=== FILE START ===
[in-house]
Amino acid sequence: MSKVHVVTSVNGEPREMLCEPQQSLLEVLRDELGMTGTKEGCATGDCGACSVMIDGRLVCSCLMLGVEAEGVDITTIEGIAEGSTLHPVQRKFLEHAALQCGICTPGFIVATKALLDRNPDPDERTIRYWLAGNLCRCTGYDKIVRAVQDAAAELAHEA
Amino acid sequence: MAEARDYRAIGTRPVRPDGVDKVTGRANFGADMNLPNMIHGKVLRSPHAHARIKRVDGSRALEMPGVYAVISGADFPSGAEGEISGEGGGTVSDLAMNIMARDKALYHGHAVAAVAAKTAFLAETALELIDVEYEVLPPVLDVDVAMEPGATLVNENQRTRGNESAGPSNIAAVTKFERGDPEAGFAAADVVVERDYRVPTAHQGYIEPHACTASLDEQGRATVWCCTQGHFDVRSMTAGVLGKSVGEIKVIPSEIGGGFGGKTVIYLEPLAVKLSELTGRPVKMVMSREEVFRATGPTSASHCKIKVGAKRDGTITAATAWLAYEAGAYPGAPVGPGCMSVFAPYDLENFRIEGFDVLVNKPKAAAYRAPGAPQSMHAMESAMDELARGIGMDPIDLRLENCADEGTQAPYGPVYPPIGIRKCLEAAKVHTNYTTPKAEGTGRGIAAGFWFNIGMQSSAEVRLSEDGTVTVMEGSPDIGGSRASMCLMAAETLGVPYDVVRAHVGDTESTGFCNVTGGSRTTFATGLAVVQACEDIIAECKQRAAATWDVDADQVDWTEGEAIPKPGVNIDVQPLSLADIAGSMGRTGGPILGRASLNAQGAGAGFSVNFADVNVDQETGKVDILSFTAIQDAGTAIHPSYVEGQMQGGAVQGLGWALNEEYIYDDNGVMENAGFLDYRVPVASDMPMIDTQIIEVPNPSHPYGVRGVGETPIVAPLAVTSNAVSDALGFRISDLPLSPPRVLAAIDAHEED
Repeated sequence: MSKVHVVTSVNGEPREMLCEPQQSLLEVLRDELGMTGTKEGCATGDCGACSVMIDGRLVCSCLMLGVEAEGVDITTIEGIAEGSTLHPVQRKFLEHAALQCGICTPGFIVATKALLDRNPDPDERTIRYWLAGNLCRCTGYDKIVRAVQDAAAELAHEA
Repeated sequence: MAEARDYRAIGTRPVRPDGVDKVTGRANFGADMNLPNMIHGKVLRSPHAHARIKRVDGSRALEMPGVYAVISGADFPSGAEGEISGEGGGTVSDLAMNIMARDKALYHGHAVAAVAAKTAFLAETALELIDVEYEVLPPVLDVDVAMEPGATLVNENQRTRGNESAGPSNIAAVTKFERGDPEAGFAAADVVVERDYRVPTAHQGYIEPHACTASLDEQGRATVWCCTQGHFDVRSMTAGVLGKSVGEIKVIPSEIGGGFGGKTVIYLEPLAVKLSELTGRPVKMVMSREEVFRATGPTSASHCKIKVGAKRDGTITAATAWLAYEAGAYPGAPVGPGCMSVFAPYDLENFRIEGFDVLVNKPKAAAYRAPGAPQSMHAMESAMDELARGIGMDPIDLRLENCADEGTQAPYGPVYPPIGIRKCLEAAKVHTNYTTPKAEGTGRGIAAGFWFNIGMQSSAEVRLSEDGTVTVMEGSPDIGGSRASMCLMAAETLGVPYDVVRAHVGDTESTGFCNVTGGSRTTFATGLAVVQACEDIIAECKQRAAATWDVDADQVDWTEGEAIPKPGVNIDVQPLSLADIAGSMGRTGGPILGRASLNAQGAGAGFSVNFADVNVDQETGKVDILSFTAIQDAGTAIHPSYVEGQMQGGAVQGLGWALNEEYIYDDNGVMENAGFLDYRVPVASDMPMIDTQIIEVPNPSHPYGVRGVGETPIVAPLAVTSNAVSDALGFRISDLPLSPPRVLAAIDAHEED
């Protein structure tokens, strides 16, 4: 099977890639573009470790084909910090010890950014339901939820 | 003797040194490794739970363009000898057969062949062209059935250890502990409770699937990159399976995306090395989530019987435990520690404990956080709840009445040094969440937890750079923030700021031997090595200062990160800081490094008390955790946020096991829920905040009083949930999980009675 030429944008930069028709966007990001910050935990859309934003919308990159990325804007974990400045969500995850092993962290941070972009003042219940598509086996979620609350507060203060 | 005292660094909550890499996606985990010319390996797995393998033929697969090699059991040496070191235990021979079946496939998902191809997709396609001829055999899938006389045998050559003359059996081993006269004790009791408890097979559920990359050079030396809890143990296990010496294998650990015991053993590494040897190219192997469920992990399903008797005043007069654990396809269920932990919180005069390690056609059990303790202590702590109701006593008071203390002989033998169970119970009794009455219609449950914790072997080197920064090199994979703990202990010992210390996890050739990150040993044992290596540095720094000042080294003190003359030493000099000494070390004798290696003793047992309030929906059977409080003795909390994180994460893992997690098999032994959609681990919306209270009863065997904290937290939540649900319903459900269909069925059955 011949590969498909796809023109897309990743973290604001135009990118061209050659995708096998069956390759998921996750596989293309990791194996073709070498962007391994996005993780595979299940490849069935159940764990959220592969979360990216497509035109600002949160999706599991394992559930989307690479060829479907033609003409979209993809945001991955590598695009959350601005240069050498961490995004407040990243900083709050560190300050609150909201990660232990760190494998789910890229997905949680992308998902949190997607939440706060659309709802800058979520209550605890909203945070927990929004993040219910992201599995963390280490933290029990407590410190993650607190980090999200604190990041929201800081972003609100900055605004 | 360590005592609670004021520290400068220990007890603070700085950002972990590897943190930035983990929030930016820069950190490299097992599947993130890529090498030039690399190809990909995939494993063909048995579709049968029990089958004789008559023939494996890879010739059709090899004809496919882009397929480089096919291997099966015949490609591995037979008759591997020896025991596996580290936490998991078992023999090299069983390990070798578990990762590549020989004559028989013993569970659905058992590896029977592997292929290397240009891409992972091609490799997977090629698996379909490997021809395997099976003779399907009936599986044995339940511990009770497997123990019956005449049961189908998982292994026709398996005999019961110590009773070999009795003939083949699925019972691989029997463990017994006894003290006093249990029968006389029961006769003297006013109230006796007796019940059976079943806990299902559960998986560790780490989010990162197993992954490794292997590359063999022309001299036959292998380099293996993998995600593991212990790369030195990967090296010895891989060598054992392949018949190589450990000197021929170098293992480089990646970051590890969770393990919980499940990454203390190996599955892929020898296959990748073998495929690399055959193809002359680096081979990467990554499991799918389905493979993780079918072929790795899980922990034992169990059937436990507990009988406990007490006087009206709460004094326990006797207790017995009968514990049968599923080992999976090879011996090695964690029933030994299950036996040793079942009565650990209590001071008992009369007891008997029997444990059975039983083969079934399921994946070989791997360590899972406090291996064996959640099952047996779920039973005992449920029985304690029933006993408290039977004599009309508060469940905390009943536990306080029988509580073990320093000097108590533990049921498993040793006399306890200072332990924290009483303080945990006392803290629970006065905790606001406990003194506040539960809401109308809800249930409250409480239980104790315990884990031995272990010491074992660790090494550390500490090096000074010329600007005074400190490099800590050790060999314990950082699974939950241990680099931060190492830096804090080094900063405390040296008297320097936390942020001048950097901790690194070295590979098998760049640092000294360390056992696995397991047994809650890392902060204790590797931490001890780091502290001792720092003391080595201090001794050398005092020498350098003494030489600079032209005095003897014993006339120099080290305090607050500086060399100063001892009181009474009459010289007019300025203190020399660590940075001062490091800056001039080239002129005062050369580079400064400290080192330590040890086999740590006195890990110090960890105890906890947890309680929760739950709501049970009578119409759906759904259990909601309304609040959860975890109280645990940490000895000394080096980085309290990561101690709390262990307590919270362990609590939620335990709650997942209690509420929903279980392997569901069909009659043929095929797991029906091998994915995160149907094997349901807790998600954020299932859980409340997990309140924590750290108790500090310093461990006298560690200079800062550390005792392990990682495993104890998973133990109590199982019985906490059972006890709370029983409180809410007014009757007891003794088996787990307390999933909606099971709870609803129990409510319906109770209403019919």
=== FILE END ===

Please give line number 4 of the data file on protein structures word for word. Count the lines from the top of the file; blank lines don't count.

Repeated sequence: MSKVHVVTSVNGEPREMLCEPQQSLLEVLRDELGMTGTKEGCATGDCGACSVMIDGRLVCSCLMLGVEAEGVDITTIEGIAEGSTLHPVQRKFLEHAALQCGICTPGFIVATKALLDRNPDPDERTIRYWLAGNLCRCTGYDKIVRAVQDAAAELAHEA